“Nurses are who a patient sees more than anybody else at one of the most vulnerable times of their life. Patients depend on nurses to ‘translate’ what the doctor is saying,” said Dr. Terri Gillespie, chief nursing officer at UMMC. “For example, telling them what the tests are for, answering questions about medical terminology, et cetera.”  

Gillespie also points out that the profession of nursing typically draws compassionate, caring and helping people. These characteristics, coupled with the training received in nursing school, make nurses a highly respected and trusted bunch.   

While Americans rate medical professions in general highly in honesty and ethics, with at least six in 10 adults saying medical doctors, pharmacists and dentists have high levels of integrity and ethical standards, nurses are consistently rated the highest.  

Dr. Adrienne Murray, director of nursing quality, development and professional practice at the Medical Center, said she and her team work hard to maintain the high quality and standards of nurse leadership at UMMC – most importantly at the point it impacts patient care. 

When she’s speaking with new nurses, she always discusses trust.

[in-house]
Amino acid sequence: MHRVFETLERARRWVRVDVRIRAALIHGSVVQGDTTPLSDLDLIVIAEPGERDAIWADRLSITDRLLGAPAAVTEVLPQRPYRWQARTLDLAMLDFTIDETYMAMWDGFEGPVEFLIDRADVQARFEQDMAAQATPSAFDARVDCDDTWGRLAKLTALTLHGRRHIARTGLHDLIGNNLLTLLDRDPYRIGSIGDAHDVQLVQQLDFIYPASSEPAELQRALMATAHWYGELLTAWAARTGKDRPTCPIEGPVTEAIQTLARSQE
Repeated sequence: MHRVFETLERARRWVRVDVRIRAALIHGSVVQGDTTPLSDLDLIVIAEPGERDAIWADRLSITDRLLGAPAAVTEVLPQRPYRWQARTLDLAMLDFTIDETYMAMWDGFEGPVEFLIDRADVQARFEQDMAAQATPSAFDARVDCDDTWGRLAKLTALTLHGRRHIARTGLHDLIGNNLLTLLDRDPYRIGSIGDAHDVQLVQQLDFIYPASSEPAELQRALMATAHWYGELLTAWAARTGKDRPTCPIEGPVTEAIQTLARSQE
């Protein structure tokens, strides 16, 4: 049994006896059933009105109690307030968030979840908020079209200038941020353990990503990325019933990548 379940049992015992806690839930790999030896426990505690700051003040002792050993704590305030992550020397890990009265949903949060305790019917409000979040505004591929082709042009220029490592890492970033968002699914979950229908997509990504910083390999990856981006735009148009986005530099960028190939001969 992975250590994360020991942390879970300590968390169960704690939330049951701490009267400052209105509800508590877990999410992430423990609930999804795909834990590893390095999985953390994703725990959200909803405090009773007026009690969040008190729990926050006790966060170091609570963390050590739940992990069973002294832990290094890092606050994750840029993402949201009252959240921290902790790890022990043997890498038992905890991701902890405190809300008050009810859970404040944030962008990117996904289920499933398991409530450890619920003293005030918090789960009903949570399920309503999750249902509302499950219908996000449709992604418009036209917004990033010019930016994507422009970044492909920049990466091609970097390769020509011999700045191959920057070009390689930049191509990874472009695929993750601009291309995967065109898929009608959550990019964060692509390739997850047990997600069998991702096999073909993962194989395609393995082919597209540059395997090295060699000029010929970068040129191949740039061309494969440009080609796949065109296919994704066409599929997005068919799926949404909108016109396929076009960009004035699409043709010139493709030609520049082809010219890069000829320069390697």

“I’m very proud of the fact that I’m a nurse, and every opportunity I’m afforded I always remind people that we are the most trusted profession for 18 consecutive years, but with that there’s a certain responsibility,” she said.

Shirley Crnkovic reviews the equipment she'll take home with Bone Marrow Transplant outpatient nurse Rebecca Smith.
Rebecca Smith, right, bone marrow transplant outpatient nurse, reviews take-home equipment with Shirley Crnkovic in this March 2019 photo.

“One of the reasons we are the most trusted is because of our ability to connect with our patients and build relationships with them and their families. Once you violate that trust, you can smooth things over, but it’s never quite the same again.”

She demonstrates this concept by taking a piece of paper, crumpling it up and then smoothing it out. She holds up the crumpled but smoothed paper next to a completely new sheet. 

Murray adds she believes UMMC nurses carry a certain clout.

“We are proud of the fact that we take care of everyone from the homeless person to the governor – all while providing the same standard of care,” she said. “It unites us and establishes a sense of trust among us. I believe that bond among UMMC nurses is palpable and others sense it.”

On the academic side of the Medical Center, those responsible for training future nurses are equally proud of the designation and aware of the great responsibility it carries.

Portrait of Julie Sanford